MOVIE REVIEW: ‘Til Death Do Us Part’ Takes on Intimate Partner Violence
Spent Friday night out with a group to see ‘Til Death Do Us Part’, a new thriller by director Christopher B. Stokes (You Got Served), in collaboration with Producers Shondrella Avery and Marques Houston, Jerome Jones, Jarell Houston, Patrick Johnson Jr., Novus Content and Footage Films. The film provides a brutally honest view of intimate partner violence, striking a delicate balance between the loving spaces of a couple and the dangerous darkness of a troubled abusive husband.
Michael & Madison Roland, had planned to spend the rest of their lives together, until the day Michael's controlling ways turned their perfect marriage into an abusive rollercoaster no woman could survive. With the help of her best friend, Madison decides to get away. After adopting a new identity, she meets Alex Stone and learns to love again. All is well, until Michael discovers Madison's whereabouts, and recreates the nightmare she once lived all over again.
Annie Ilonzeh stars as Madison, the beautiful new bride of Michael (Stephen Bishop). They enjoy a life of envious perfection. Ensconced in an elegant modern manse, with great friends on both sides – it seems life can’t get any better.
Madison has left her job at the request of Michael and now wants a child, to build a family – something she has wanted since she was 5-years-old. This triggers Michael’s previously unseen narcissistic tendencies. We get a glimpse of Michael’s past during chats with his friends. There is trouble there. They know it, but we see it present itself to Madison as Michael does a Dr. Jekyll/ Mr. Hyde, as she discovers Michael’s deceptive tactics. The explosive level of abuse once triggered, is not exaggerated behavior based on research by domestic violence researcher and author Lundy Bancroft, Why Does He Do That? Inside the Minds of Angry and Controlling Men.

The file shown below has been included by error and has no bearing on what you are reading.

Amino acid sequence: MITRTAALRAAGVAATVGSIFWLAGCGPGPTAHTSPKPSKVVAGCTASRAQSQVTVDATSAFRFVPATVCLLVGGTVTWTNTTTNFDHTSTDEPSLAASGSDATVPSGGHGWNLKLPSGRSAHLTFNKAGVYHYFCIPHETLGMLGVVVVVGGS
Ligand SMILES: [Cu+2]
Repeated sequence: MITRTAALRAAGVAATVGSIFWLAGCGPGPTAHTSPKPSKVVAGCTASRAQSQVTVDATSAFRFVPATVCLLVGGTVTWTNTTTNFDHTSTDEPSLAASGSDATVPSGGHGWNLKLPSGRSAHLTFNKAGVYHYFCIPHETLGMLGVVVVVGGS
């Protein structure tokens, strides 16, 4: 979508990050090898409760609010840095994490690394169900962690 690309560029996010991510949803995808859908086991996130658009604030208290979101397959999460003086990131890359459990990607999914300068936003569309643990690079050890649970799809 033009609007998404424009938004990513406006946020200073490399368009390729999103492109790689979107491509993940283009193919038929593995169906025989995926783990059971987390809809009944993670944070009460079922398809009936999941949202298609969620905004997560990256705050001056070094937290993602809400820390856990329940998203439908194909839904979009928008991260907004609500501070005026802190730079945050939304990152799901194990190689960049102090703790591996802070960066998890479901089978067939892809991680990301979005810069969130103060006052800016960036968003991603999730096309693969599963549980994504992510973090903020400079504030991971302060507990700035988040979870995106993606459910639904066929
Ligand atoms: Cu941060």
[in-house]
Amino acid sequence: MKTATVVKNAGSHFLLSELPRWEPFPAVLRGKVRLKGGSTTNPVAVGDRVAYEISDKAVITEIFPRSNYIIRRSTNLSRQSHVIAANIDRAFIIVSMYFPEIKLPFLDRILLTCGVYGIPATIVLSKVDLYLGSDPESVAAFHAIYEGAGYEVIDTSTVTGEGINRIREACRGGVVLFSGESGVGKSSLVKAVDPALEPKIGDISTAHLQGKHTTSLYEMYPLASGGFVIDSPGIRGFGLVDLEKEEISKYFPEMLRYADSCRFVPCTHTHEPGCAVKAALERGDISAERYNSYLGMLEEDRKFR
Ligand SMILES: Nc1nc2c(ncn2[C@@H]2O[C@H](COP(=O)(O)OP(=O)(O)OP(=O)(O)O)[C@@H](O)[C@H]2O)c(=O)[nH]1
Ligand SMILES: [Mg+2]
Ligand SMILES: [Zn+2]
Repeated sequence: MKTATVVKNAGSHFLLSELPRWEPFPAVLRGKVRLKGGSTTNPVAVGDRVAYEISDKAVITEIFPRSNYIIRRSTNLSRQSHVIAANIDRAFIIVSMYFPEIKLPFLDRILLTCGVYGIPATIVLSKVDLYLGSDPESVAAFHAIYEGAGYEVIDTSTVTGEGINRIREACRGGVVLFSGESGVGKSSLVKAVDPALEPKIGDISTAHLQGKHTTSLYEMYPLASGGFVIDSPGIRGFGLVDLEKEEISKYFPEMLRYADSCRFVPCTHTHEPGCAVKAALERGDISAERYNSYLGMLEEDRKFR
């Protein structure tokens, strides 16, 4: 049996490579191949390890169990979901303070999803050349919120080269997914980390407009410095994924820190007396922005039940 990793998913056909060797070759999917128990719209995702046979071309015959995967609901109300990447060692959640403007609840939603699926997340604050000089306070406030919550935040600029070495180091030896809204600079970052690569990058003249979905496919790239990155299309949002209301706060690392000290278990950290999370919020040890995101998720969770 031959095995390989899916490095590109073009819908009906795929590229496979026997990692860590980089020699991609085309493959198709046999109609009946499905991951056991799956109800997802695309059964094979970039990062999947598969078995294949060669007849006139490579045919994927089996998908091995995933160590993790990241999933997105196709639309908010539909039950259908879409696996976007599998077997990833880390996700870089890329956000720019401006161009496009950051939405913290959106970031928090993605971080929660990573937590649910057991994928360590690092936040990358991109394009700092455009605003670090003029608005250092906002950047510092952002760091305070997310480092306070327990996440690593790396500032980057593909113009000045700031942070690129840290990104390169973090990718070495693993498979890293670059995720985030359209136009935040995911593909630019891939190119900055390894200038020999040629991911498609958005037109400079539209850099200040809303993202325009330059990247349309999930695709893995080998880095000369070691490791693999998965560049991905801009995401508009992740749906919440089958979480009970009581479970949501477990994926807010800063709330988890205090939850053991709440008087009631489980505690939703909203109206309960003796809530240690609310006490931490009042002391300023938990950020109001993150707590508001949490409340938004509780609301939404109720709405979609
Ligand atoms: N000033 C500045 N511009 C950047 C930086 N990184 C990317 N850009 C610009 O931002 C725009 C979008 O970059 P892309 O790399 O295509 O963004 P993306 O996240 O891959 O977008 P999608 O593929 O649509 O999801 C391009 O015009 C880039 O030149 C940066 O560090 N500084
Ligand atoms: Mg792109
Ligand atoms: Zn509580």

“Til Death Do Us Part” has similarities to “Gone Girl” - a story about a seemingly perfect marriage that suddenly turns toxic and abusive. The difference rests with tension and culturally how we move in this space of domestic violence. The director, Christopher B. Stokes does an impressive job in his first effort of this magnitude, with introducing edge of the seat ‘what happens next’ tension. In my opinion, “Til Death” unfolds this story in the truest sense of our culture. African Americans rarely see mental health issues as something you seek help for – as Michael is resistant to do and his friend Rob (Malik Yoba) strongly encourages. Also, Stokes gives us nuanced glimpses of both character’s backstories to provide the reasons for their compulsions. While the domestic abuse plot is predictable, the point is to share the story. Many women in abusive situations see themselves in these characters and these types of movies offer a way to provoke them to seek safety and shelter. It rallies them towards saving themselves. While men who may see themselves mirrored in the character, may also choose to seek help for their issues.